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abstract = "Background: Coronary-artery bypass grafting (CABG) and percutaneous transluminal coronary angioplasty (PTCA) are alternative methods of revascularization in patients with coronary artery disease. We tested the hypothesis that in selected patients with multivessel disease suitable for treatment with either procedure, an initial strategy of PTCA does not result in a poorer five-year clinical outcome than CABG. Methods: Patients with multivessel disease were randomly assigned to an initial treatment strategy of CABG (n=914) or PTCA (n=915) and were followed for an average of 5.4 years. Analysis of outcome events was performed according to the intention to treat. Results: The respective in-hospital event rates for CABG and PTCA were 1.3 percent and 1.1 percent for mortality, 4.6 percent and 2.1 percent for Q- wave myocardial infarction (P<0.01), and 0.8 percent and 0.2 percent for stroke. The five-year survival rate was 89.3 percent for those assigned to CABG and 86.3 percent for those assigned to PTCA (P=0.19; 95 percent confidence interval of the difference in survival, -0.2 percent to 6.0 percent). The respective five-year survival rates free from Q-wave myocardial infarction were 80.4 percent and 78.7 percent. By five years after study entry, 8 percent of the patients assigned to CABG had undergone additional revascularization procedures, as compared with 64 percent of those assigned to PTCA; 69 percent of those assigned to PTCA did not subsequently undergo CABG. Among diabetic patients who were being treated with insulin or oral hypoglycemic agents at base line, a subgroup not specified by the protocol, five-year survival was 80.6 percent for the CABG group as compared with 65.5 percent for the PTCA group (P=0.003). Conclusions: As compared with CABG, an initial strategy of PTCA did not significantly compromise five-year survival in patients with multivessel disease, although subsequent revascularization was required more often with this strategy. For treated diabetics, five-year survival was significantly better after CABG than after PTCA.",
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T1 - Comparison of coronary bypass surgery with angioplasty in patients with multivessel disease

T2 - The Bypass Angioplasty Revascularization Investigation (BARI) investigators

AU - Frye, Robert L.

AU - Alderman, Edwin L.

AU - Andrews, Katharine

AU - Bost, James

AU - Bourassa, Martial

AU - Chaitman, Bernard R.

AU - Detre, Katherine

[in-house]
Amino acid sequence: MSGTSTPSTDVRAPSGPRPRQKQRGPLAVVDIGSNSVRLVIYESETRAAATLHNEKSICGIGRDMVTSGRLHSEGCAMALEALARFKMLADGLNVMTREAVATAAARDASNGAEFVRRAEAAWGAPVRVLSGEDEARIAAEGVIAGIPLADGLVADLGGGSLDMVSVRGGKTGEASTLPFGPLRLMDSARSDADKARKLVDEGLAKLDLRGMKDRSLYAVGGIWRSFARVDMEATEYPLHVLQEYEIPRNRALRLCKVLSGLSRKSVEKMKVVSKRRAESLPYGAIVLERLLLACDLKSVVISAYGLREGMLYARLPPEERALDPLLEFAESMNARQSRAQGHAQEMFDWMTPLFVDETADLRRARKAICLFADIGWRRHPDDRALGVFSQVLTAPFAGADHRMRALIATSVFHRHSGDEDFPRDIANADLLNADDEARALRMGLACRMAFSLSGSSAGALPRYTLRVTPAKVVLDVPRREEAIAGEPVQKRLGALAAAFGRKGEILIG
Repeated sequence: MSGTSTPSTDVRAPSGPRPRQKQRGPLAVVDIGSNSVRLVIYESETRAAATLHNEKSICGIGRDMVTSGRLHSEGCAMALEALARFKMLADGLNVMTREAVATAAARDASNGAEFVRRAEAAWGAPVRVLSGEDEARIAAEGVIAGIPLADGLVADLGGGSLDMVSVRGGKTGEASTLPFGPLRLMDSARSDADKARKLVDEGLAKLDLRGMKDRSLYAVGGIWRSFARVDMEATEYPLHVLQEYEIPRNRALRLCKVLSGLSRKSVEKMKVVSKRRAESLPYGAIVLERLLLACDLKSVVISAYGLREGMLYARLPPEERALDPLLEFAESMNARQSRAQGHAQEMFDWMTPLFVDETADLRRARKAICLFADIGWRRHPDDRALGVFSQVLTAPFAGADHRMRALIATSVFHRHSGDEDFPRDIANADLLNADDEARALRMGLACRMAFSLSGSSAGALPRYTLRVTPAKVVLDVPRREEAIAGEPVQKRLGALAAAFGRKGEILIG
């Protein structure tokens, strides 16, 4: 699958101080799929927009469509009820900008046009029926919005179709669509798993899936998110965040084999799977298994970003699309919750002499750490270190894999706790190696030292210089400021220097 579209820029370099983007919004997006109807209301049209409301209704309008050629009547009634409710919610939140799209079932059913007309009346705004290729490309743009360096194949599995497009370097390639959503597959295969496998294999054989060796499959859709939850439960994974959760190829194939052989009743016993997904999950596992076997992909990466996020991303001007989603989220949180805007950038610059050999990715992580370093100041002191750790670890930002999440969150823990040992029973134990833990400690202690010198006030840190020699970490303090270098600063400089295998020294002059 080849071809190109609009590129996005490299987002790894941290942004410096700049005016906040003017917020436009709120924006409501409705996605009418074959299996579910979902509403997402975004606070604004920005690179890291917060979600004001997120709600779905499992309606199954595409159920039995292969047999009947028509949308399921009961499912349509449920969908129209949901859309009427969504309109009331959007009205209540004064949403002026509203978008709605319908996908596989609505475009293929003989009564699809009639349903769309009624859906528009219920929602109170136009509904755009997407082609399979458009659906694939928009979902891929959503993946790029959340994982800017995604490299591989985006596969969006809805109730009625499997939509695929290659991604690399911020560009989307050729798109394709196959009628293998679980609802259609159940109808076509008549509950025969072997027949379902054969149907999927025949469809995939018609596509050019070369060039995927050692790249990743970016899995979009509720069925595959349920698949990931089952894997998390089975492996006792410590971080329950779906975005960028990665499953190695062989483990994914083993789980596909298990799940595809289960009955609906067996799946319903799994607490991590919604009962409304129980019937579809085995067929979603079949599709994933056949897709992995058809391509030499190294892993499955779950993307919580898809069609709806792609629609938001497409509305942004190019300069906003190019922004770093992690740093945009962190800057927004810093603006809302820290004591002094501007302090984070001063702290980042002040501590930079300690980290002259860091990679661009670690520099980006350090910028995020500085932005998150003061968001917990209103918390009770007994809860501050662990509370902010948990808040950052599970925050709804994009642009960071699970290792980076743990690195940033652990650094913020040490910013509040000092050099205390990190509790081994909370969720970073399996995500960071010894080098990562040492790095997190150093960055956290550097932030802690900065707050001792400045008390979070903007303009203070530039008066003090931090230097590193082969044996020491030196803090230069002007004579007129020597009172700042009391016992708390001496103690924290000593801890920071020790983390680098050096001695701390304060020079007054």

AU - Faxon, David P.

AU - Follmann, Dean

AU - Hlatky, Mark

AU - Jones, Robert H.

AU - Kelsey, Sheryl F.

AU - Rogers, William J.

AU - Rosen, Allan D.

AU - Schaff, Hartzell V

AU - Sellers, Mary Ann

AU - Sopko, George

AU - Tyrrell, Kim Sutton

AU - Williams, David O.

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N2 - Background: Coronary-artery bypass grafting (CABG) and percutaneous transluminal coronary angioplasty (PTCA) are alternative methods of revascularization in patients with coronary artery disease. We tested the hypothesis that in selected patients with multivessel disease suitable for treatment with either procedure, an initial strategy of PTCA does not result in a poorer five-year clinical outcome than CABG. Methods: Patients with multivessel disease were randomly assigned to an initial treatment strategy of CABG (n=914) or PTCA (n=915) and were followed for an average of 5.4 years. Analysis of outcome events was performed according to the intention to treat. Results: The respective in-hospital event rates for CABG and PTCA were 1.3 percent and 1.1 percent for mortality, 4.6 percent and 2.1 percent for Q- wave myocardial infarction (P<0.01), and 0.8 percent and 0.2 percent for stroke. The five-year survival rate was 89.3 percent for those assigned to CABG and 86.3 percent for those assigned to PTCA (P=0.19; 95 percent confidence interval of the difference in survival, -0.2 percent to 6.0 percent). The respective five-year survival rates free from Q-wave myocardial infarction were 80.4 percent and 78.7 percent. By five years after study entry, 8 percent of the patients assigned to CABG had undergone additional revascularization procedures, as compared with 64 percent of those assigned to PTCA; 69 percent of those assigned to PTCA did not subsequently undergo CABG. Among diabetic patients who were being treated with insulin or oral hypoglycemic agents at base line, a subgroup not specified by the protocol, five-year survival was 80.6 percent for the CABG group as compared with 65.5 percent for the PTCA group (P=0.003). Conclusions: As compared with CABG, an initial strategy of PTCA did not significantly compromise five-year survival in patients with multivessel disease, although subsequent revascularization was required more often with this strategy. For treated diabetics, five-year survival was significantly better after CABG than after PTCA.

AB - Background: Coronary-artery bypass grafting (CABG) and percutaneous transluminal coronary angioplasty (PTCA) are alternative methods of revascularization in patients with coronary artery disease. We tested the hypothesis that in selected patients with multivessel disease suitable for treatment with either procedure, an initial strategy of PTCA does not result in a poorer five-year clinical outcome than CABG. Methods: Patients with multivessel disease were randomly assigned to an initial treatment strategy of CABG (n=914) or PTCA (n=915) and were followed for an average of 5.4 years. Analysis of outcome events was performed according to the intention to treat. Results: The respective in-hospital event rates for CABG and PTCA were 1.3 percent and 1.1 percent for mortality, 4.6 percent and 2.1 percent for Q- wave myocardial infarction (P<0.01), and 0.8 percent and 0.2 percent for stroke. The five-year survival rate was 89.3 percent for those assigned to CABG and 86.3 percent for those assigned to PTCA (P=0.19; 95 percent confidence interval of the difference in survival, -0.2 percent to 6.0 percent). The respective five-year survival rates free from Q-wave myocardial infarction were 80.4 percent and 78.7 percent. By five years after study entry, 8 percent of the patients assigned to CABG had undergone additional revascularization procedures, as compared with 64 percent of those assigned to PTCA; 69 percent of those assigned to PTCA did not subsequently undergo CABG. Among diabetic patients who were being treated with insulin or oral hypoglycemic agents at base line, a subgroup not specified by the protocol, five-year survival was 80.6 percent for the CABG group as compared with 65.5 percent for the PTCA group (P=0.003). Conclusions: As compared with CABG, an initial strategy of PTCA did not significantly compromise five-year survival in patients with multivessel disease, although subsequent revascularization was required more often with this strategy. For treated diabetics, five-year survival was significantly better after CABG than after PTCA.